Thank you for raising your hand, Jason. Let’s hope a sea of hands rises with yours.  We need more wonderful role models in the LGBT community.

I also have to call attention to Jason’s honoring of the late Matthew Shepard.  Jason picked the number 98 for his jersey to honor Matthew Shepard.  Shepard was brutally murdered in October of 1998.

Honorable mention goes to the many people who took the time to congratulate Collins and provide him support. Hopefully this outpouring will embolden other players. Special mention goes to retired NFL player Leroy Butler. He was scheduled to provide a motivational speech at a Wisconsin church. His simple tweet of support to Collins resulted in the invitation being rescinded, costing him the $8500 speaking fee. Butler took the time to expose the church’s non-Christian behavior and reiterated his support. That’s a class act.

Celebrating LGBTQ History Month: June 22, Glenn Burke

22 Jun

Thank you to my dear friend Ahmed for inspiring me to write this tribute. Today we honor and celebrate a courageous athlete who sacrificed his career for his honesty. Glenn Burke was born in 1952 in Oakland, CA. Before we go any farther, I have to say this man is an absolute HERO! He was a star basketball player in high school, leading his team to an undefeated season and a regional championship. Named high school basketball player of the year in California, he seriously considered an NBA career, but received a baseball offer first. Given his height (barely six feet), he opted to take the offer.

He debuted with the LA Dodgers in 1976 and was called “the next Willie Mays” due to his success in the minors. Rumors about his sexual orientation started early and Burke refused to deny them. When Dodgers general manager Al Campanis offered to pay for a lavish wedding and honeymoon to defuse the gossip, Burke’s reply was “To a woman?” He also angered manager Tommy Lasorda by striking up a friendship with his estranged son, the gay Tommy Lasorda, Jr. Unwilling to compromise, he irritated the power brokers on the team even though his fellow players seemed unphased.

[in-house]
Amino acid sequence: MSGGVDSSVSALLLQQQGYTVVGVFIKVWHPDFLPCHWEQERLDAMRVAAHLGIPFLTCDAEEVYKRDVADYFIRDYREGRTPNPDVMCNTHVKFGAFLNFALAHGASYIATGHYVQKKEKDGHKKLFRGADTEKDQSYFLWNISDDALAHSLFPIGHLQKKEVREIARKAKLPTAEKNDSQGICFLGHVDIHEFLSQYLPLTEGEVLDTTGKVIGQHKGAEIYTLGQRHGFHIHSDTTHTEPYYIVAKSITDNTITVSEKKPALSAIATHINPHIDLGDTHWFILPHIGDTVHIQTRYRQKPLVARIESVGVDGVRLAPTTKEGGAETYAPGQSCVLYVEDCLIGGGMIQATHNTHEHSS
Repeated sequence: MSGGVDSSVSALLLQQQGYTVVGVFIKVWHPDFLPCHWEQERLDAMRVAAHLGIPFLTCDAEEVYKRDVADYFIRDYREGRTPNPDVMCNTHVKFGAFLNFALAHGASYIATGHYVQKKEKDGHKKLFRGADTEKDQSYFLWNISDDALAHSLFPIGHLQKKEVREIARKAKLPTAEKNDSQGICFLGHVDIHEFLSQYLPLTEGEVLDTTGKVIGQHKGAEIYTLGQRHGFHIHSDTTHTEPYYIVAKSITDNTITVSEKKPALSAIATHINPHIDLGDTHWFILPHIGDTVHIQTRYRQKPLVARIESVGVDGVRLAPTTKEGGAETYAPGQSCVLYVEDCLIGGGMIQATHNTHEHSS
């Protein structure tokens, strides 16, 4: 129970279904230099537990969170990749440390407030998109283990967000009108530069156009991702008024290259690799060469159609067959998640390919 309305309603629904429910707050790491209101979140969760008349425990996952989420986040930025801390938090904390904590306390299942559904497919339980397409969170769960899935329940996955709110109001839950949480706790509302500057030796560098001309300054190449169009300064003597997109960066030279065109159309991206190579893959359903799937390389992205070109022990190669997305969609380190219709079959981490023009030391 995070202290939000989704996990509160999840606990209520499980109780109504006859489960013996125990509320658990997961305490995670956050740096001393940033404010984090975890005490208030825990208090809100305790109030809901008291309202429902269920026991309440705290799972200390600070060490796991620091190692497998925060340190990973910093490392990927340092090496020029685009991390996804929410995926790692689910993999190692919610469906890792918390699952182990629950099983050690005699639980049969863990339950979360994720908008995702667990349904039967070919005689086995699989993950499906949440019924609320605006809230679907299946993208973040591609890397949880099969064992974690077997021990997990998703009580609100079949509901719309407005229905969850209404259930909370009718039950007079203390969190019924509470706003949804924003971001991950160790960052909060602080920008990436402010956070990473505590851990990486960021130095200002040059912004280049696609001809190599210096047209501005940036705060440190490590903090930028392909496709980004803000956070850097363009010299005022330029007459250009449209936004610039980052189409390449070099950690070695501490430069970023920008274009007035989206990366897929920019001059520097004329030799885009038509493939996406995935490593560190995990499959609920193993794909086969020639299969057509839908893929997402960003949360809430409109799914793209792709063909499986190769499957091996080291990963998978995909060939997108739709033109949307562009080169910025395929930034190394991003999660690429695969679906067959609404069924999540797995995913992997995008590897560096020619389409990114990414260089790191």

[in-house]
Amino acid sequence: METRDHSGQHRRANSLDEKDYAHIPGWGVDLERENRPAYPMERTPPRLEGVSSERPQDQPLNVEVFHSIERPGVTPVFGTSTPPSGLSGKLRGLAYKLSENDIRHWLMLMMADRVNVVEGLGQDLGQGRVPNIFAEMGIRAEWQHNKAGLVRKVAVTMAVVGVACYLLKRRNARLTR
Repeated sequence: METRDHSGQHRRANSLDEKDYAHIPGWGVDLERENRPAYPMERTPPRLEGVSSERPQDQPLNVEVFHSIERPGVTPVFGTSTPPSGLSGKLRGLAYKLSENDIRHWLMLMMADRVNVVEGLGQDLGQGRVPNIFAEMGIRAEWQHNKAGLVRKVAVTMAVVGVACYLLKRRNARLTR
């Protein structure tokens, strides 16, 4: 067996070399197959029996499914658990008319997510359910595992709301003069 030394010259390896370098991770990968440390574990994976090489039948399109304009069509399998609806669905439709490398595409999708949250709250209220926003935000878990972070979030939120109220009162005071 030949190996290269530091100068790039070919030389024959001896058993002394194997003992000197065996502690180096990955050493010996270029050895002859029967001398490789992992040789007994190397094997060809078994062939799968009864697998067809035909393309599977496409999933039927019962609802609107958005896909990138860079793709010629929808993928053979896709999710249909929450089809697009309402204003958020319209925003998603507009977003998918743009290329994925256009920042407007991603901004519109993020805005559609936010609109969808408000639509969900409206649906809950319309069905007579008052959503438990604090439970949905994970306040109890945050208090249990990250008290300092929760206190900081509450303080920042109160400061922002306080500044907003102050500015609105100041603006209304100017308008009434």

Despite his talent, the Dodgers traded him to the Oakland A’s (for a much less promising player) in 1978. A’s manager Billy Martin introduced him to the team as “this faggot.” He was given little playing time; after he suffered a knee injury, the A’s sent him back down to the minors. He retired from baseball in 1979 at the age of 27. Burke played in the majors for four and a half seasons, batting .237 and stealing 35 bases. “Prejudice drove me out of baseball sooner than I should have,” Burke said in an interview with The New York Times last year. “But I wasn’t changing.”

Glenn Burke was one of the first athletes to come out publicly, definitely the first major league baseball player. He is one of the rare players to come out while he was still active. Most, like activist and retired baseballer Billy Bean, wait until they are out of the locker rooms to live their lives honestly. As an African American man in the late 70s, he faced opposition for his honesty on almost every front. Nevertheless, he stuck by his principles. As he observed in an interview with People in 1994, “My mission as a gay ballplayer was to break a stereotype . . . I think it worked.”

Sadly, Burke was badly injured in a car accident in 1987. His leg was permanently damaged and the pain led to increased drug use and dependency. He suffered financial loss and homelessness, only slowly beginning to rebuild his life in the early 90s. By then he was dealing with significant complications from HIV. Glenn Burke died at 42 in 1995. His best epitaph is this quote:

They can’t ever say now that a gay man can’t play in the majors, because I’m a gay man and I made it.